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Ancient Civilizations

Secrets of an ancient Tel Aviv fortress revealed

1000pa (Dec. 28, 2010) — New archeological research from the Tel Qudadi archaeological dig near Tel Aviv suggests an ancient link between the Israeli city and the Greek island of Lesbos -- a find producing new insights into alliances and trade routes in the ancient world.

Tel Qudadi, an ancient fortress located in the heart of Tel Aviv at the mouth of the Yarkon River, was first excavated more than 70 years ago -- but the final results of...

1000pa (Dec. 28, 2010) — New archeological research from the Tel Qudadi archaeological dig near Tel Aviv suggests an ancient link between the Israeli city and the Greek island of Lesbos -- a find producing new insights into alliances and trade routes in the ancient world.

Tel Qudadi, an ancient...

Crown suggests Queen Arsinoë II ruled ancient Egypt as female pharaoh

1000pa (Nov. 29, 2010) — A unique queen's crown with ancient symbols combined with a new method of studying status in Egyptian reliefs forms the basis for a re-interpretation of historical developments in Egypt in the period following the death of Alexander the Great. A thesis from the University of Gothenburg (Sweden) argues that Queen Arsinoë II ruled ancient Egypt as a female pharaoh, predating Cleopatra by 200 years.

Researchers are...

1000pa (Nov. 29, 2010) — A unique queen's crown...

Oldest salt mine known to date located in Azerbaijan

1000pa (Nov. 27, 2010) — CNRS (1) archeologists have recently provided proof that the Duzdagi salt deposits, situated in the Araxes Valley in Azerbaijan, were already being exploited from the second half of the 5th millennium BC. It is therefore the most ancient exploitation of rock salt attested to date. And, to the researchers' surprise, intensive salt production was carried out in this mine at least as early as 3500 BC.

This work,...

1000pa (Nov. 27, 2010) — CNRS (1) archeologists have...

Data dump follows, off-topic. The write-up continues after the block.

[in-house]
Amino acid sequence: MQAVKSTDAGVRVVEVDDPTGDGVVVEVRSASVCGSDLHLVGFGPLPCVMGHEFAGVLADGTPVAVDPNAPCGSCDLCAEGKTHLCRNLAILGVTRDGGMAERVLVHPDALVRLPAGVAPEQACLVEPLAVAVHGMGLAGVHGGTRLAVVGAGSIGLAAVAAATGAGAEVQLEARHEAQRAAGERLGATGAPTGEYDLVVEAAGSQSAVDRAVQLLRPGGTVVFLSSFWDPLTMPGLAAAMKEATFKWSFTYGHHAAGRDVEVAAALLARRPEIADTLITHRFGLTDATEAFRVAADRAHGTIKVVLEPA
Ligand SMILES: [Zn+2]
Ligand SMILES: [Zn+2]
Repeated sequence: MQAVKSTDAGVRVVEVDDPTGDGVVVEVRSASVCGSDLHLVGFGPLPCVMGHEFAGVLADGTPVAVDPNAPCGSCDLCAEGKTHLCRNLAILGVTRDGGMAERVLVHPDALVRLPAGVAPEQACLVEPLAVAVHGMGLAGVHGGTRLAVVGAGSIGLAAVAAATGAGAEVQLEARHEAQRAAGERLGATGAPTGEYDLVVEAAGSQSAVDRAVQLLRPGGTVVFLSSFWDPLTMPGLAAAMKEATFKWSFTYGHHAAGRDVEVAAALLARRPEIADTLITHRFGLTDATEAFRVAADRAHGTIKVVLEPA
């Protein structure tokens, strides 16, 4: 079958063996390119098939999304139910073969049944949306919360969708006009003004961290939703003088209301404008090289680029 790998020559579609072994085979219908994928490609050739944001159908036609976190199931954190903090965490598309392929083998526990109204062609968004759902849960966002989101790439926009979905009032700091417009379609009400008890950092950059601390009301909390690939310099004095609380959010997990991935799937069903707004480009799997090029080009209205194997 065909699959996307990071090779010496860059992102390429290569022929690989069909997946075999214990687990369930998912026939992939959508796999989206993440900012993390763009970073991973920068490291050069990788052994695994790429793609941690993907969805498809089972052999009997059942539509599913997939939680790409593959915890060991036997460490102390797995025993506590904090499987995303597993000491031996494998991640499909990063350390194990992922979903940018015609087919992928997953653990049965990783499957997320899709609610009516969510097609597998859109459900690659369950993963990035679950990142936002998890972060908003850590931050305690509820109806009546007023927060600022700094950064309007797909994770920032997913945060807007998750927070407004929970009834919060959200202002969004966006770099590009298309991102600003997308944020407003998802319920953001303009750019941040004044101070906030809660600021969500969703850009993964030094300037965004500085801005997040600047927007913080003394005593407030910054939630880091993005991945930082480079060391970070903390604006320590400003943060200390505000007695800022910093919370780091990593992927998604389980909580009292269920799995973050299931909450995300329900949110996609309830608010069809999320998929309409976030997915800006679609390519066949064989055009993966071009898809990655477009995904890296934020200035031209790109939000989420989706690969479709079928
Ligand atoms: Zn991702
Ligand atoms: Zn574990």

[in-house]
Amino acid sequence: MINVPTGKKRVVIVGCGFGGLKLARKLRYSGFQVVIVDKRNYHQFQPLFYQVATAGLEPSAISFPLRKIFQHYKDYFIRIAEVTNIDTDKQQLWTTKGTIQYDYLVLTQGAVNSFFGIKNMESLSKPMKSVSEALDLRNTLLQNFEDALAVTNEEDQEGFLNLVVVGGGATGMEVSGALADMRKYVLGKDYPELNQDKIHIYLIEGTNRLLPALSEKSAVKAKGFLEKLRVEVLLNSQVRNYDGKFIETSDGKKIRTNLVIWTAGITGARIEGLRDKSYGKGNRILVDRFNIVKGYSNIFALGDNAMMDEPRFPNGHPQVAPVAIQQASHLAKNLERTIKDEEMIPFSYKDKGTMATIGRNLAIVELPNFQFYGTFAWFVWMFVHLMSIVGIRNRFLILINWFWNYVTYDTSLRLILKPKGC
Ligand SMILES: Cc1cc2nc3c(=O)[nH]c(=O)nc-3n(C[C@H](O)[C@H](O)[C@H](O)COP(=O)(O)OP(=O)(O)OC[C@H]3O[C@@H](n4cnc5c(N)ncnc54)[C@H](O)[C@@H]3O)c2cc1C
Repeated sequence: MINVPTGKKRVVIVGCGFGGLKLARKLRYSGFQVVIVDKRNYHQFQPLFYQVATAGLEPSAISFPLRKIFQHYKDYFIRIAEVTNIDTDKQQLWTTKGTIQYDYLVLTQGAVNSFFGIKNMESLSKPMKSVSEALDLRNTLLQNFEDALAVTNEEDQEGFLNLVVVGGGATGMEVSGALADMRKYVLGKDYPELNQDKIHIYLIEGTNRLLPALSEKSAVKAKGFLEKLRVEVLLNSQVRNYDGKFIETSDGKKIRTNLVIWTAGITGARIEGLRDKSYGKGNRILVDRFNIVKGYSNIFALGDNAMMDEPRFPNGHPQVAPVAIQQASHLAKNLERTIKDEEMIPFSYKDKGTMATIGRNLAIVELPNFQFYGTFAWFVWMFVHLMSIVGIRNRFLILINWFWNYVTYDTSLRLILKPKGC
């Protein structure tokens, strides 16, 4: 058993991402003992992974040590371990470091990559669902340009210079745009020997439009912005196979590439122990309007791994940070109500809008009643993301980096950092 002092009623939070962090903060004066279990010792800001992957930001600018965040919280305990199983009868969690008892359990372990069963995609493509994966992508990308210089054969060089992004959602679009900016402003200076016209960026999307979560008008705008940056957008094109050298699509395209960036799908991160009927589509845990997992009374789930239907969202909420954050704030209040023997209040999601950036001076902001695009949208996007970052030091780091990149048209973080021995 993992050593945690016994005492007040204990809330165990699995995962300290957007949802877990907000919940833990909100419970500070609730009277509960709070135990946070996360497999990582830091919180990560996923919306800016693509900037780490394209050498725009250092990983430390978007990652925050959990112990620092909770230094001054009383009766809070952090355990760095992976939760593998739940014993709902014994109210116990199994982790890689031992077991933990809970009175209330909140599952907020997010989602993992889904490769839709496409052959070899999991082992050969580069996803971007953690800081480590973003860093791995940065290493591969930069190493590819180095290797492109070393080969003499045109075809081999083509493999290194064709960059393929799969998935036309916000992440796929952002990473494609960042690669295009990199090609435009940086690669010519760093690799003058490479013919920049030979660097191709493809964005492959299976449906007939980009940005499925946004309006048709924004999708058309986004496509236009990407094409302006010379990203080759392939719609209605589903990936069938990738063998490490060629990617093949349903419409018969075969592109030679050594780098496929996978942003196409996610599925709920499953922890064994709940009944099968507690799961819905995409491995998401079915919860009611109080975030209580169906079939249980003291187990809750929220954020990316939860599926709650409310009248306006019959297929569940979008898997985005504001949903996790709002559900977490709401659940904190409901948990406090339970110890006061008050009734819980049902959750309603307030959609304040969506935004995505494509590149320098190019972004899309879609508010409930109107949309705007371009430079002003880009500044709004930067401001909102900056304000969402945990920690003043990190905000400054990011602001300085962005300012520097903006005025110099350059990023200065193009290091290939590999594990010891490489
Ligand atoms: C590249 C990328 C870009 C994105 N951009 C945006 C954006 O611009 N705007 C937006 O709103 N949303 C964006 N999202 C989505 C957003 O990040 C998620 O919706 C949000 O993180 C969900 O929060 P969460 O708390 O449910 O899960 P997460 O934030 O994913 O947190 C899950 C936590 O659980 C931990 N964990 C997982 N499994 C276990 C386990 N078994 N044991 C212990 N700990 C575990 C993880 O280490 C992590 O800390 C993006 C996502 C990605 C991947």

Researchers kick-start ancient DNA

1000pa (Nov. 22, 2010) — Binghamton University researchers recently revived ancient bacteria trapped for thousands of years in water droplets embedded in salt crystals.

For decades, geologists have looked at these water droplets -- called fluid inclusions -- and wondered whether microbes could be extracted from them. Fluid inclusions have been found inside salt crystals ranging in age from thousands to hundreds of millions years old.

But...

1000pa (Nov. 22, 2010) — Binghamton University...

Papyrus research provides insights into 'modern concerns' of ancient world

1000pa (Oct. 30, 2010) — A University of Cincinnati-based journal devoted to research on papyri is due out Nov. 1. That research sheds light on an ancient world with surprisingly modern concerns: including hoped-for medical cures, religious confusion and the need for financial safeguards.

What's old is new again. That's the lesson that can be taken from the University of Cincinnati-based journal Bulletin of the American Society of...

1000pa (Oct. 30, 2010) — A University of...

Ancient Egypt's pyramids: Norwegian researcher unlocks construction secrets

1000pa (Sep. 24, 2010) — Scientists from around the world have tried to understand how the Egyptians erected their giant pyramids. Now, an architect and researcher at the Norwegian University of Science and Technology (NTNU) says he has the answer to this ancient, unsolved puzzle.

Researchers have been so preoccupied by the weight of the stones that they tend to overlook two major problems: How did the Egyptians know exactly where to put...

1000pa (Sep. 24, 2010) — Scientists from around...

Taking a new look at old digs: Trampling animals may alter Stone Age sites

1000pa (Sep. 25, 2010) — Archaeologists who interpret Stone Age culture from discoveries of ancient tools and artifacts may need to reanalyze some of their conclusions.

That's the finding suggested by a new study that for the first time looked at the impact of water buffalo and goats trampling artifacts into mud.

In seeking to understand how much artifacts can be disturbed, the new study documented how animal trampling in a water-saturated...

1000pa (Sep. 25, 2010) — Archaeologists who...

Apollo discovery tells a new story

1000pa (Sep. 20, 2010) — A rare bronze signet ring with the impression of the face of the Greek sun god, Apollo, has been discovered at Tel Dor, in northern Israel, by University of Haifa diggers.